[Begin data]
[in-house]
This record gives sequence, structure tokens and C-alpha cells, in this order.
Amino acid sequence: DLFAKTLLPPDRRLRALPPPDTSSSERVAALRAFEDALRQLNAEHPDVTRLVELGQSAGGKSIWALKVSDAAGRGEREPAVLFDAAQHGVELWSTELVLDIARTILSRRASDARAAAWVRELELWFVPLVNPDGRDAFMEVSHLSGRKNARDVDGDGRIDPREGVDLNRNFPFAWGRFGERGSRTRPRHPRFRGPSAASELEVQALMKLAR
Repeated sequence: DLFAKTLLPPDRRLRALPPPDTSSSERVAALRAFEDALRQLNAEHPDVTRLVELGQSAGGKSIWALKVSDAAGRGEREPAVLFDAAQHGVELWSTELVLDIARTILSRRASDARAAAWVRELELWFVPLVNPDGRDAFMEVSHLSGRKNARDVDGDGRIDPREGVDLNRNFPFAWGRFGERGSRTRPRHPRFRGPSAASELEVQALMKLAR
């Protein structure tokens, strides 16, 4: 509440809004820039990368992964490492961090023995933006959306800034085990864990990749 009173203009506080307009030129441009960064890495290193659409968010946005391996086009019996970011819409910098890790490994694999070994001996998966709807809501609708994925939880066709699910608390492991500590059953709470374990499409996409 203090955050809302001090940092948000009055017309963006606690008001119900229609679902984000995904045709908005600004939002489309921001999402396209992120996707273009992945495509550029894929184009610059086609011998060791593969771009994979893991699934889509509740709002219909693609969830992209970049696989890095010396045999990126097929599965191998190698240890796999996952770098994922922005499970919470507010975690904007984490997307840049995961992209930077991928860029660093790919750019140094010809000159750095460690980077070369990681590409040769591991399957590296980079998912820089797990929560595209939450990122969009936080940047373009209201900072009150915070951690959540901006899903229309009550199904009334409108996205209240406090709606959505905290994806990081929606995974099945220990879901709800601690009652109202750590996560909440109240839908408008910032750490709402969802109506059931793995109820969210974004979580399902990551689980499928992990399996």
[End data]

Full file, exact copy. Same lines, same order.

[in-house]
This record gives sequence, structure tokens and C-alpha cells, in this order.
Amino acid sequence: DLFAKTLLPPDRRLRALPPPDTSSSERVAALRAFEDALRQLNAEHPDVTRLVELGQSAGGKSIWALKVSDAAGRGEREPAVLFDAAQHGVELWSTELVLDIARTILSRRASDARAAAWVRELELWFVPLVNPDGRDAFMEVSHLSGRKNARDVDGDGRIDPREGVDLNRNFPFAWGRFGERGSRTRPRHPRFRGPSAASELEVQALMKLAR
Repeated sequence: DLFAKTLLPPDRRLRALPPPDTSSSERVAALRAFEDALRQLNAEHPDVTRLVELGQSAGGKSIWALKVSDAAGRGEREPAVLFDAAQHGVELWSTELVLDIARTILSRRASDARAAAWVRELELWFVPLVNPDGRDAFMEVSHLSGRKNARDVDGDGRIDPREGVDLNRNFPFAWGRFGERGSRTRPRHPRFRGPSAASELEVQALMKLAR
């Protein structure tokens, strides 16, 4: 509440809004820039990368992964490492961090023995933006959306800034085990864990990749 009173203009506080307009030129441009960064890495290193659409968010946005391996086009019996970011819409910098890790490994694999070994001996998966709807809501609708994925939880066709699910608390492991500590059953709470374990499409996409 203090955050809302001090940092948000009055017309963006606690008001119900229609679902984000995904045709908005600004939002489309921001999402396209992120996707273009992945495509550029894929184009610059086609011998060791593969771009994979893991699934889509509740709002219909693609969830992209970049696989890095010396045999990126097929599965191998190698240890796999996952770098994922922005499970919470507010975690904007984490997307840049995961992209930077991928860029660093790919750019140094010809000159750095460690980077070369990681590409040769591991399957590296980079998912820089797990929560595209939450990122969009936080940047373009209201900072009150915070951690959540901006899903229309009550199904009334409108996205209240406090709606959505905290994806990081929606995974099945220990879901709800601690009652109202750590996560909440109240839908408008910032750490709402969802109506059931793995109820969210974004979580399902990551689980499928992990399996």